Armenia warns Turkey against destabilising the region following Nagorno-Karabakh clashes

Armenia’s Foreign Minister Zohrab Mnatsakanyan has accused Turkey of attempting to increase instability in the region in an interview with Russian news agency Interfax on Monday.

Mnatsakanyan's remarks follow Armenian border clashes with Azerbaijan in July, which left 16 dead. Turkish President Recep Tayyip Erdoğan condemned Armenia over the clashes, calling Yerevan´s moves in the region “reckless.”

At the same time, Mnatsakanyan said that he was ready to meet with his Azerbaijani counterpart, and that “the peaceful negotiation process has been and remains an important priority for us to resolve this conflict”.

Armenia and Azerbaijan have engaged in sporadic conflicts since a ceasefire was brokered by Russia in 1994, ending the Nagorno-Karabakh War (1988-1994). Russia is widely seen to be the main supporter of Armenia in the conflict, while Turkey supports Azerbaijan. Georgia’s opposition United National Movement leader, Salome Samadashvili, has accused Russia of supplying arms to both Armenia and Azerbaijan. Clashes began again on July 12, with both sides accusing each other of initiating the conflict.

“Turkey was the only country in the region to try to bring even greater instability to the region, instead of trying to reduce tensions,” said Mnatsakanyan in his interview with Interfax. In a telephone call on Aug. 26, Mnatsakanyan spoke to Russian Foreign Minister Sergei Lavrov. The same day, Lavrov met with Azerbaijani Foreign Minister Jeyhun Bayramov in Moscow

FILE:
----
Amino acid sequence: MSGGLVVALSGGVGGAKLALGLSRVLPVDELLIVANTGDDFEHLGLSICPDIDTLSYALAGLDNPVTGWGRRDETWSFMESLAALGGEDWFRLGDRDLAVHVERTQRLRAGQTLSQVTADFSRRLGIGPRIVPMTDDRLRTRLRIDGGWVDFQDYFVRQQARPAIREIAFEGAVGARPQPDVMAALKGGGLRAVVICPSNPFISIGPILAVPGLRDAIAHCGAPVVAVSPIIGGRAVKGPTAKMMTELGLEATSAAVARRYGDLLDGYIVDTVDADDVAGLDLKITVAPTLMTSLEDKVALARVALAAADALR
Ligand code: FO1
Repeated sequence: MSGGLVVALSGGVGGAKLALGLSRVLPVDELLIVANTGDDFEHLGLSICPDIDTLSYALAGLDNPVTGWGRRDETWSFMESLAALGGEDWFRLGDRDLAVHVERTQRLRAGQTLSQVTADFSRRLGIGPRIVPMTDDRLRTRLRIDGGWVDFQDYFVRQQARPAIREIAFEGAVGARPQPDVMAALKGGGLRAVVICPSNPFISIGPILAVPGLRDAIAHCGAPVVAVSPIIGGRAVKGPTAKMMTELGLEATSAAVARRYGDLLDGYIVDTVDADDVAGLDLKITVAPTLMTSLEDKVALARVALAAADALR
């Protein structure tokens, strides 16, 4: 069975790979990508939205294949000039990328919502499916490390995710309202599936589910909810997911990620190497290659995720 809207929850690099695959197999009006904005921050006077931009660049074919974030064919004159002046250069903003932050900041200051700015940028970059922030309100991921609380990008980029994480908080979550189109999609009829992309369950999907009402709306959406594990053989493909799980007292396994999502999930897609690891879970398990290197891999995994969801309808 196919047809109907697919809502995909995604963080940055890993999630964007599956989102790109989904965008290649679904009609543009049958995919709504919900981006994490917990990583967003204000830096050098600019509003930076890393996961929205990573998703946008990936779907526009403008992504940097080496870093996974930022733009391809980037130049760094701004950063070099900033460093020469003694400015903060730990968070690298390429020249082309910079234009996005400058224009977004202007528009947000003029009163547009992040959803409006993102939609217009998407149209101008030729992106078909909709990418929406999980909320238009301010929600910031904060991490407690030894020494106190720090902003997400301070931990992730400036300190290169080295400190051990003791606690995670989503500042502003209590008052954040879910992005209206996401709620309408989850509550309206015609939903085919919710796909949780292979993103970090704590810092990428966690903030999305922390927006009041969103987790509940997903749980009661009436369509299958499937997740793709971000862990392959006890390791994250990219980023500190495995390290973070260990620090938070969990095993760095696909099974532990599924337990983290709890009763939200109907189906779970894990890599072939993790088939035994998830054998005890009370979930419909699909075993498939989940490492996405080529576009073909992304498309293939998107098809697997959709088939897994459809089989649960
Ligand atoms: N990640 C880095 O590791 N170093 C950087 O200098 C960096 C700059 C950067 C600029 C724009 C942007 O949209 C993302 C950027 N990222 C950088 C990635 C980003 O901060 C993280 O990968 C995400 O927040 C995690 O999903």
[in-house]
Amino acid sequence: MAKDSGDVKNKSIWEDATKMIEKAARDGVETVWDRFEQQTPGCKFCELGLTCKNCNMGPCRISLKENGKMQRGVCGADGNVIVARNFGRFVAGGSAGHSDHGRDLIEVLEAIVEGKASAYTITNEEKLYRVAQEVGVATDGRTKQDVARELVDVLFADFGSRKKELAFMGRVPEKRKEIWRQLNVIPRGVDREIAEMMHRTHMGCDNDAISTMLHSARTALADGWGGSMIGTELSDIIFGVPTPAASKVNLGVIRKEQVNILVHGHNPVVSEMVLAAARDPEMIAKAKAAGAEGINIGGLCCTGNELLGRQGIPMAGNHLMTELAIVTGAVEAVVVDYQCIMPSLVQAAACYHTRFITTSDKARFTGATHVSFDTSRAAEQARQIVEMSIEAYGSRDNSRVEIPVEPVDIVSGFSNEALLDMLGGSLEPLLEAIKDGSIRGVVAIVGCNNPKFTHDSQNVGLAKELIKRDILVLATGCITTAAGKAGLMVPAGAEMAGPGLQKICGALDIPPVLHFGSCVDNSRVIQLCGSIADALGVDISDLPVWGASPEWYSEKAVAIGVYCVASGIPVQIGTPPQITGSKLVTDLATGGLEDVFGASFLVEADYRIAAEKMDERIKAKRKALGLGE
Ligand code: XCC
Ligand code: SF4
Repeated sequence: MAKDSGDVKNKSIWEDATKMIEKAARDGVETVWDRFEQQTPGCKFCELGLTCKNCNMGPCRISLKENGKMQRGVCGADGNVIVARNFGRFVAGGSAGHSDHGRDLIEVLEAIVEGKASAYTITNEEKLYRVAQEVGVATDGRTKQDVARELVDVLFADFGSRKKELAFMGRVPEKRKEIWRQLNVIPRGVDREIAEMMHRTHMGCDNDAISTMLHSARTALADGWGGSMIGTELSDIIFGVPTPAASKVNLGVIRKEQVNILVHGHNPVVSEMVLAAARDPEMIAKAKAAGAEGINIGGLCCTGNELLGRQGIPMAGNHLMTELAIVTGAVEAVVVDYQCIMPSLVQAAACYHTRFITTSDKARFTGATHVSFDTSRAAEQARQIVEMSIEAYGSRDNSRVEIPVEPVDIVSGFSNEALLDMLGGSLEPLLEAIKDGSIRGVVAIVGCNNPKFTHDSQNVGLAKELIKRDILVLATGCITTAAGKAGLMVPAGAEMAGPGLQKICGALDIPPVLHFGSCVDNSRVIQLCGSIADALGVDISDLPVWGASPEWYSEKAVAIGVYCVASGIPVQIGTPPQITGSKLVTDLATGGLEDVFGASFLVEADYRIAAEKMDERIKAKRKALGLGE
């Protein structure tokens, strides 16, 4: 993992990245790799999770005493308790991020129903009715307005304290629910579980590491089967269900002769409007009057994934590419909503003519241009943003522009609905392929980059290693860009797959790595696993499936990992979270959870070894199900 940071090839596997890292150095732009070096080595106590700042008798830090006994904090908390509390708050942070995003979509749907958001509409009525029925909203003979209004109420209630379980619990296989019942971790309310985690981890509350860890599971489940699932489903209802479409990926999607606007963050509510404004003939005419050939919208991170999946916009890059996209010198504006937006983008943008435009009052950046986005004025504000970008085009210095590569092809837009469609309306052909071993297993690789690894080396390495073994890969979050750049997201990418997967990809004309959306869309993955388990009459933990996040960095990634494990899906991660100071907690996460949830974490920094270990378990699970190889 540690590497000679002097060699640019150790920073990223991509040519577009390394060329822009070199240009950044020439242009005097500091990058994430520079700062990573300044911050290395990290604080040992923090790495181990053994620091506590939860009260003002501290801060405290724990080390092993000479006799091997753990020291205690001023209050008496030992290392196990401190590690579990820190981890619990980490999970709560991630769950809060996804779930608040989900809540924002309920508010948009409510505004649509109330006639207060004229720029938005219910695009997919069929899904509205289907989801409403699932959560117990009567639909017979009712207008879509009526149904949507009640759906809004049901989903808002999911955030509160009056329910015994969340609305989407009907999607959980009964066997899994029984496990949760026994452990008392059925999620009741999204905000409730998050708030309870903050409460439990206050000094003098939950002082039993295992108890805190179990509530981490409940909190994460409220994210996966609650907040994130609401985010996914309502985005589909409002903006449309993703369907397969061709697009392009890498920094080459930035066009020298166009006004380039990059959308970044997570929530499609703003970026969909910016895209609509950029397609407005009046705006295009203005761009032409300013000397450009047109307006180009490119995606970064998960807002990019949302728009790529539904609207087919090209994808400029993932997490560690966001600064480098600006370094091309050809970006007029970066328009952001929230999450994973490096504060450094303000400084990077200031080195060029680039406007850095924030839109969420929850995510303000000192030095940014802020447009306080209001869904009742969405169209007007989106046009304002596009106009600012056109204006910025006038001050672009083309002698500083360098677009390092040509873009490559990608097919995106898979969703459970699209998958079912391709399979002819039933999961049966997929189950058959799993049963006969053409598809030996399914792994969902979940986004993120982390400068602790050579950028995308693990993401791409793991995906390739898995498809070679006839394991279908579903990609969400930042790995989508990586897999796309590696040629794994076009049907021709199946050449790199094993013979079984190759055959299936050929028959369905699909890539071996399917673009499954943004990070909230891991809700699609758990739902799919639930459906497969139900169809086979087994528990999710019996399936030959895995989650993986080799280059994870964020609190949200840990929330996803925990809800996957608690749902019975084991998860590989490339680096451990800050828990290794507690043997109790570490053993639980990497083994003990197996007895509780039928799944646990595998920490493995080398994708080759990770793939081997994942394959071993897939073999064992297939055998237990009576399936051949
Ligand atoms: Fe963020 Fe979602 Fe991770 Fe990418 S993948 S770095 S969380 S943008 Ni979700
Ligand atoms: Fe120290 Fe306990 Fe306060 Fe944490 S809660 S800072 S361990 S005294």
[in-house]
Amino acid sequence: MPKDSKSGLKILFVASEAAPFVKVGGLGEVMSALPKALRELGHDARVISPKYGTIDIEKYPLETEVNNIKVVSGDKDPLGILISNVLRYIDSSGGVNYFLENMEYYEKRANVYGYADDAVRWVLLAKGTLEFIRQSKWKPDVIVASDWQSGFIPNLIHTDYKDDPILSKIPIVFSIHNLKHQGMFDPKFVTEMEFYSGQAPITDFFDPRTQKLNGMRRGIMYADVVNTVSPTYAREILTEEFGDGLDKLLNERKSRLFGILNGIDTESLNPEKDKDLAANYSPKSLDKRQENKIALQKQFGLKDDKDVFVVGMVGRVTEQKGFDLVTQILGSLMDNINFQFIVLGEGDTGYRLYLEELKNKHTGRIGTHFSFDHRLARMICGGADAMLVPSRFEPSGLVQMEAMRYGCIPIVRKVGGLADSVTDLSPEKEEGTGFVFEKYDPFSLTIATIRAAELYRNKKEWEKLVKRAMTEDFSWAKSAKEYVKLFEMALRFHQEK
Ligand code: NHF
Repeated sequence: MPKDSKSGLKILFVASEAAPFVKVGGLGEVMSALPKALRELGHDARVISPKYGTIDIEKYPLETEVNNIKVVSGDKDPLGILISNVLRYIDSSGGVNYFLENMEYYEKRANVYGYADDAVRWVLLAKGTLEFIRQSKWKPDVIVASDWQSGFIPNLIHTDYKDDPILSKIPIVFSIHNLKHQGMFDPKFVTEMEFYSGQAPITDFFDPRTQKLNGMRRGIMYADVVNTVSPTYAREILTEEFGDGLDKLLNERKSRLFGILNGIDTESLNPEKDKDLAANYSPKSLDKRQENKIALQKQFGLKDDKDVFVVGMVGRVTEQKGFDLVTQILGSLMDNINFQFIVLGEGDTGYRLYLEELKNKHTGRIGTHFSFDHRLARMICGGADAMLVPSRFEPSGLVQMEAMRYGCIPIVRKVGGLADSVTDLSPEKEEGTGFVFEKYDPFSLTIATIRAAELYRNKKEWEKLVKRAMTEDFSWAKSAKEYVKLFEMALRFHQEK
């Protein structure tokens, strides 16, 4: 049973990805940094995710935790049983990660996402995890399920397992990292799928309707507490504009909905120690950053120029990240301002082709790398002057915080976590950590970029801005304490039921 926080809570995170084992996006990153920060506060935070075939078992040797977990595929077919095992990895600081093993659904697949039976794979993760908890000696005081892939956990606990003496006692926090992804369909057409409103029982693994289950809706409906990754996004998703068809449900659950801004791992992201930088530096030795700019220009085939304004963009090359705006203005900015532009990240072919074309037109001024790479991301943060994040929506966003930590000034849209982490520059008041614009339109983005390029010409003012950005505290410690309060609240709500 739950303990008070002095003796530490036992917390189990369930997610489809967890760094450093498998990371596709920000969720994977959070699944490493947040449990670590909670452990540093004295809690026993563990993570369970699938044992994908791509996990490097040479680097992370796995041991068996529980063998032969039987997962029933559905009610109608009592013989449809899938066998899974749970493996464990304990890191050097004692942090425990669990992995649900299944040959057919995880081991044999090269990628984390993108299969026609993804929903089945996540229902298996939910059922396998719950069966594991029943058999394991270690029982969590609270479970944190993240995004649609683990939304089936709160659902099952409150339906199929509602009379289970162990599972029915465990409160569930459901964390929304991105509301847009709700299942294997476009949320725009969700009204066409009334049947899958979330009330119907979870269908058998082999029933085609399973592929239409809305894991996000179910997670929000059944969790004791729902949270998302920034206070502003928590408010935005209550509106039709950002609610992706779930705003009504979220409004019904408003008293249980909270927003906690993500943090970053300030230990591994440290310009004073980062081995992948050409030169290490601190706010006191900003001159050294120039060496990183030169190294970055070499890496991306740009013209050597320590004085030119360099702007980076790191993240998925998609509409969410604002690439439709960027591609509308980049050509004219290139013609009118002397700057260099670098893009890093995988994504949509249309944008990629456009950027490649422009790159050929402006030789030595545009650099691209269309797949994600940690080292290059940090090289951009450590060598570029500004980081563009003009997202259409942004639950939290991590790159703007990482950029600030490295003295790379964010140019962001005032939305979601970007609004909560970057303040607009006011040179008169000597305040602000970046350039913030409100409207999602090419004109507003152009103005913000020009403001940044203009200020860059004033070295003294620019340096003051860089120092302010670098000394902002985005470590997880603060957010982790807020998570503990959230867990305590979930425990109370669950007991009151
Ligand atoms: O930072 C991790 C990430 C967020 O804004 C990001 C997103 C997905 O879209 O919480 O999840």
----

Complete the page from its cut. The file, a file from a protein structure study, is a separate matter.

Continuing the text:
The Public Radio of Armenia reported that Mnatsakanyan went on to say that “the policy of destabilization and aggression on the part of Turkey is a threat to all neighboring regions, including the eastern Mediterranean, northern Africa and the Middle East.” 

“Today Turkey is trying to export this policy of destabilization to the South Caucasus region. This is a serious concern. Turkey is pursuing an unconstructive and dangerous policy. And Turkey’s actions continue to pose a threat to the security of Armenia”, Mnatsakanyan said.

Azerbaijan’s increased wealth from gas exports has allowed it in recent years to build up a stronger military force. According to OpenDemocracy, Azerbaijan spent $3 billion on its military in 2015, which was more than Armenia’s entire national budget. Armenia has said that it retains the ability to prevent military gains by Azerbaijan, with Mnatsakanyan telling Interfax that “this conflict has no military solution”.

Considering that Russia and Turkey both support opposing factions in ongoing conflicts in Syria and Libya, it also seems unlikely that either power wants to risk further conflict between Armenia and Azerbaijan.